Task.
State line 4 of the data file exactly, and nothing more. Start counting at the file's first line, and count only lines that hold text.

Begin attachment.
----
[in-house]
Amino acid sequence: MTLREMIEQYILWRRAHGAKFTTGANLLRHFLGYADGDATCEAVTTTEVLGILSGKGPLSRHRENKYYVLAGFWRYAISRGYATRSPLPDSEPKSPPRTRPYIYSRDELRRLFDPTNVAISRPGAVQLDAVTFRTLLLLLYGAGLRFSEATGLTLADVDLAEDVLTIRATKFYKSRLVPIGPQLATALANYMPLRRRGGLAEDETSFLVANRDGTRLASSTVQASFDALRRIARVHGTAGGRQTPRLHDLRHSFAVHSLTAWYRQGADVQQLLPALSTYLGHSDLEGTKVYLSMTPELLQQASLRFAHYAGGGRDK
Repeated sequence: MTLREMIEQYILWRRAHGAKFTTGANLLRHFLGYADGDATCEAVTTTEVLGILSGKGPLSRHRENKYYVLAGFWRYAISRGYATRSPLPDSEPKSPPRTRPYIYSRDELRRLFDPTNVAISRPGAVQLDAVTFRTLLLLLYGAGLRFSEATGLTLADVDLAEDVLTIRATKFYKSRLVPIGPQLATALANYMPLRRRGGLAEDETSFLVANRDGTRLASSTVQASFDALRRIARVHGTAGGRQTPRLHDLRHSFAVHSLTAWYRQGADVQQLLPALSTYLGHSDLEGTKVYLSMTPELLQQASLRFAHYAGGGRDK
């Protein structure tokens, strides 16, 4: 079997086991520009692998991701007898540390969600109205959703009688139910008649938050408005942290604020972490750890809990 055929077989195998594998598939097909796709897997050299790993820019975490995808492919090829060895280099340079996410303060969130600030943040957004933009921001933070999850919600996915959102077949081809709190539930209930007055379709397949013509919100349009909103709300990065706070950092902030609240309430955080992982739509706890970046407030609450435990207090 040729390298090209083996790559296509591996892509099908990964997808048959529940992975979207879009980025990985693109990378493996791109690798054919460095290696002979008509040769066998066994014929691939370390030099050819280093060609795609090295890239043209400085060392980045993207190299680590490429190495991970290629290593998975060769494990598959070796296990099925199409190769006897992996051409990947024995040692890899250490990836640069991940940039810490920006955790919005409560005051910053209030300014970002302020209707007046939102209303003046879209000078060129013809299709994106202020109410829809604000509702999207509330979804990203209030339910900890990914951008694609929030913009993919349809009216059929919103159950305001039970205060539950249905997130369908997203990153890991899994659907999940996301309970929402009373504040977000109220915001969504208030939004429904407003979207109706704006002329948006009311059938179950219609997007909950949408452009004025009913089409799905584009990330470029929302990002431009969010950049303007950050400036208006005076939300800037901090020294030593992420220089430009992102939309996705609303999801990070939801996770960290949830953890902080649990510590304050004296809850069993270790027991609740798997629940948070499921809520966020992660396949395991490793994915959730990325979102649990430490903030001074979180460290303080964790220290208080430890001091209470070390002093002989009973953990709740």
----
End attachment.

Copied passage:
């Protein structure tokens, strides 16, 4: 079997086991520009692998991701007898540390969600109205959703009688139910008649938050408005942290604020972490750890809990 055929077989195998594998598939097909796709897997050299790993820019975490995808492919090829060895280099340079996410303060969130600030943040957004933009921001933070999850919600996915959102077949081809709190539930209930007055379709397949013509919100349009909103709300990065706070950092902030609240309430955080992982739509706890970046407030609450435990207090 040729390298090209083996790559296509591996892509099908990964997808048959529940992975979207879009980025990985693109990378493996791109690798054919460095290696002979008509040769066998066994014929691939370390030099050819280093060609795609090295890239043209400085060392980045993207190299680590490429190495991970290629290593998975060769494990598959070796296990099925199409190769006897992996051409990947024995040692890899250490990836640069991940940039810490920006955790919005409560005051910053209030300014970002302020209707007046939102209303003046879209000078060129013809299709994106202020109410829809604000509702999207509330979804990203209030339910900890990914951008694609929030913009993919349809009216059929919103159950305001039970205060539950249905997130369908997203990153890991899994659907999940996301309970929402009373504040977000109220915001969504208030939004429904407003979207109706704006002329948006009311059938179950219609997007909950949408452009004025009913089409799905584009990330470029929302990002431009969010950049303007950050400036208006005076939300800037901090020294030593992420220089430009992102939309996705609303999801990070939801996770960290949830953890902080649990510590304050004296809850069993270790027991609740798997629940948070499921809520966020992660396949395991490793994915959730990325979102649990430490903030001074979180460290303080964790220290208080430890001091209470070390002093002989009973953990709740």